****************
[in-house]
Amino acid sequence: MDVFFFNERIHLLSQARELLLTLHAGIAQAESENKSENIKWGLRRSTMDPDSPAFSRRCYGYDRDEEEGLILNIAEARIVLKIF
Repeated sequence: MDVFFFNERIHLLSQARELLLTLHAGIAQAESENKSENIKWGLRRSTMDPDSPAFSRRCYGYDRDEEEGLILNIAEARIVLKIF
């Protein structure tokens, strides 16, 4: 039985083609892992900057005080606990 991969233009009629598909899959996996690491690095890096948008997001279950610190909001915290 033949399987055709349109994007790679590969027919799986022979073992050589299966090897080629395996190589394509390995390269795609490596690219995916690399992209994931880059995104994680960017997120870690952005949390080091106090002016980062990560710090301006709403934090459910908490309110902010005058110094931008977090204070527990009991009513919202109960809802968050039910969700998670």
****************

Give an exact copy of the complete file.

[in-house]
Amino acid sequence: MDVFFFNERIHLLSQARELLLTLHAGIAQAESENKSENIKWGLRRSTMDPDSPAFSRRCYGYDRDEEEGLILNIAEARIVLKIF
Repeated sequence: MDVFFFNERIHLLSQARELLLTLHAGIAQAESENKSENIKWGLRRSTMDPDSPAFSRRCYGYDRDEEEGLILNIAEARIVLKIF
């Protein structure tokens, strides 16, 4: 039985083609892992900057005080606990 991969233009009629598909899959996996690491690095890096948008997001279950610190909001915290 033949399987055709349109994007790679590969027919799986022979073992050589299966090897080629395996190589394509390995390269795609490596690219995916690399992209994931880059995104994680960017997120870690952005949390080091106090002016980062990560710090301006709403934090459910908490309110902010005058110094931008977090204070527990009991009513919202109960809802968050039910969700998670």